But there was a problem: The officials who signed off on Moses being eligible to vote acknowledged they made an error in saying her probation was over, meaning her voting rights had not been restored. So when the 44-year-old Black woman submitted the certificate as part of her voter registration, she was charged with trying to illegally register to vote.

After she was convicted of the voting error last November, Moses was sentenced this week to six years and one day in prison.

edit: I see it was mentioned here already
More on Pamela Moses' case
========================

The story of Tennesseean Pamela Moses receiving a six-year prison sentence for submitting a form with incorrect information while trying to regain her voting rights begins with her past criminal record and ends with a judge who did not believe her.

It has re-opened the debate about discriminatory sentences and disenfranchisement of Black voters. The case also pivots on one question: Is she being unfairly punished for someone else’s mistakes?

USA TODAY has reviewed court records and talked with experts and parties involved in the case to piece together what led to the Memphis resident's six-year sentence.

Moses’ situation is complex and dates back more than two decades. A guilty plea in a felony case first stripped her of her right to vote in 2000, she regained it, and lost it again in 2015, after pleading guilty to two more felonies.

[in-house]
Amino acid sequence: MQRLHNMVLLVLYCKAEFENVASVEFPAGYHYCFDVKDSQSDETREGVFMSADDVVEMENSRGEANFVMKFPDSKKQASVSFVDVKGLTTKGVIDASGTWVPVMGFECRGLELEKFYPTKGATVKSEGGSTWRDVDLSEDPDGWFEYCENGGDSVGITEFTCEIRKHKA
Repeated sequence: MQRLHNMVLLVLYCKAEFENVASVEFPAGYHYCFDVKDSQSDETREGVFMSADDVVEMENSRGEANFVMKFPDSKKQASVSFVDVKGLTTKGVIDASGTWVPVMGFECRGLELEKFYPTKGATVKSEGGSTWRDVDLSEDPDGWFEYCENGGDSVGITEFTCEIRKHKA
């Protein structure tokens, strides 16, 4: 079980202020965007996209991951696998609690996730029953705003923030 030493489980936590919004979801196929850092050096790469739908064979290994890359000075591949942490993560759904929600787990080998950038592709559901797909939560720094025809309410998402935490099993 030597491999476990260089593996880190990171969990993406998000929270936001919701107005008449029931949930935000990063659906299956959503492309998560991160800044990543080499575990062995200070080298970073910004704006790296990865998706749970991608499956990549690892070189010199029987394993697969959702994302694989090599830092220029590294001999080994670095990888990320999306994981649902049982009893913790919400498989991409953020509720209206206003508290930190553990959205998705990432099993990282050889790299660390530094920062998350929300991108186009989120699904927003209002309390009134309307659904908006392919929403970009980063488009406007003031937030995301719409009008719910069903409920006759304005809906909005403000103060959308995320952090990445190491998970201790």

The recent case hinges on what happened in 2019, when she tried to restore her voting rights, and asked a probation officer to complete the certificate that starts the process in Tennessee. The officer certified that Moses had completed probation for the crimes impacting her voting rights, so Moses submitted the certificate and registered to vote.

That’s where things begin to unravel.

The officer was wrong. Whether Moses was aware of the mistake – or even engineered it – became the crux of the legal case that led to her six-year sentence, an outcome she now is seeking to overturn.

Moses said she didn’t know, and, from jail, told USA TODAY: “The truth is about to come out.” Prosecutors said she did know because by the time she filed the certificate she had already gone to court over the length of her probation and received a court order that said it would not end until 2022.